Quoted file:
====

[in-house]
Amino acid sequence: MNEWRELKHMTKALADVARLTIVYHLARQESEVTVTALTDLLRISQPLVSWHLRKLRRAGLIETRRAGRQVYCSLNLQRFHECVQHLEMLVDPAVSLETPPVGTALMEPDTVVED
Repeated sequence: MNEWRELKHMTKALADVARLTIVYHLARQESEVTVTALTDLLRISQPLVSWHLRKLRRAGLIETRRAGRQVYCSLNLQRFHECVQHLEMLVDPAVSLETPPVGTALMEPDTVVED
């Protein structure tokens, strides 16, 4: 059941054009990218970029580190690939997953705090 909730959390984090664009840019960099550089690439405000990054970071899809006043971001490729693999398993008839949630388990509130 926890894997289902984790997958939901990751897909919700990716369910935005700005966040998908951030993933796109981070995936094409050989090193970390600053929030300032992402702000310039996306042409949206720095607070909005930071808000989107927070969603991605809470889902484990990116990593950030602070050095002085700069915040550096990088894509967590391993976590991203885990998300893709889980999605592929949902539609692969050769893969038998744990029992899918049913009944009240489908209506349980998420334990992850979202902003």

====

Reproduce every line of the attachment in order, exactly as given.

[in-house]
Amino acid sequence: MNEWRELKHMTKALADVARLTIVYHLARQESEVTVTALTDLLRISQPLVSWHLRKLRRAGLIETRRAGRQVYCSLNLQRFHECVQHLEMLVDPAVSLETPPVGTALMEPDTVVED
Repeated sequence: MNEWRELKHMTKALADVARLTIVYHLARQESEVTVTALTDLLRISQPLVSWHLRKLRRAGLIETRRAGRQVYCSLNLQRFHECVQHLEMLVDPAVSLETPPVGTALMEPDTVVED
């Protein structure tokens, strides 16, 4: 059941054009990218970029580190690939997953705090 909730959390984090664009840019960099550089690439405000990054970071899809006043971001490729693999398993008839949630388990509130 926890894997289902984790997958939901990751897909919700990716369910935005700005966040998908951030993933796109981070995936094409050989090193970390600053929030300032992402702000310039996306042409949206720095607070909005930071808000989107927070969603991605809470889902484990990116990593950030602070050095002085700069915040550096990088894509967590391993976590991203885990998300893709889980999605592929949902539609692969050769893969038998744990029992899918049913009944009240489908209506349980998420334990992850979202902003």